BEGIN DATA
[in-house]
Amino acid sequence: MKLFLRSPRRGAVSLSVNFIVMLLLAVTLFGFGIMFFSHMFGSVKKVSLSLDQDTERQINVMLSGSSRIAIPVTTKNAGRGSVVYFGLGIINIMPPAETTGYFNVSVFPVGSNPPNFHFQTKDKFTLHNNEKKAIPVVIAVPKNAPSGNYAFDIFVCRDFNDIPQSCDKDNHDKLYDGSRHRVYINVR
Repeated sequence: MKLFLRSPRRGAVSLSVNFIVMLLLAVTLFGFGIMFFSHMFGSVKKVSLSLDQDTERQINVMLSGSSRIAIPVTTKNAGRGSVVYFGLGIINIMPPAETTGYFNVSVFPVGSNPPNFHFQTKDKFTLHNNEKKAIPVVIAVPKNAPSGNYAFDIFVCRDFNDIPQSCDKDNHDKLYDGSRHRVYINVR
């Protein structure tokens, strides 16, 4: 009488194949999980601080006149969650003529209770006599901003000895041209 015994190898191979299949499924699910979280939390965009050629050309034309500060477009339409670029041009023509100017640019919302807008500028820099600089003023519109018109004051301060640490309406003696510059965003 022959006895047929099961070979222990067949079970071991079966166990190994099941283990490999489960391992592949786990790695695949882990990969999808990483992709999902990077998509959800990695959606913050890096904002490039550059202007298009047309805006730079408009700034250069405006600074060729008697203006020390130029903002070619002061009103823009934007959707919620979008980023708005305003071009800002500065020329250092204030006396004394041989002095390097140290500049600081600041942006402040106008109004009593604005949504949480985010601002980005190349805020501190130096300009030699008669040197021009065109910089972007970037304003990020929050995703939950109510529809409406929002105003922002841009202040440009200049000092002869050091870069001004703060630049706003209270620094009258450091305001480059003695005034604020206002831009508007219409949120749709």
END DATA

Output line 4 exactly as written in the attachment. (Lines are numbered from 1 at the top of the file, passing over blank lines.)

């Protein structure tokens, strides 16, 4: 009488194949999980601080006149969650003529209770006599901003000895041209 015994190898191979299949499924699910979280939390965009050629050309034309500060477009339409670029041009023509100017640019919302807008500028820099600089003023519109018109004051301060640490309406003696510059965003 022959006895047929099961070979222990067949079970071991079966166990190994099941283990490999489960391992592949786990790695695949882990990969999808990483992709999902990077998509959800990695959606913050890096904002490039550059202007298009047309805006730079408009700034250069405006600074060729008697203006020390130029903002070619002061009103823009934007959707919620979008980023708005305003071009800002500065020329250092204030006396004394041989002095390097140290500049600081600041942006402040106008109004009593604005949504949480985010601002980005190349805020501190130096300009030699008669040197021009065109910089972007970037304003990020929050995703939950109510529809409406929002105003922002841009202040440009200049000092002869050091870069001004703060630049706003209270620094009258450091305001480059003695005034604020206002831009508007219409949120749709």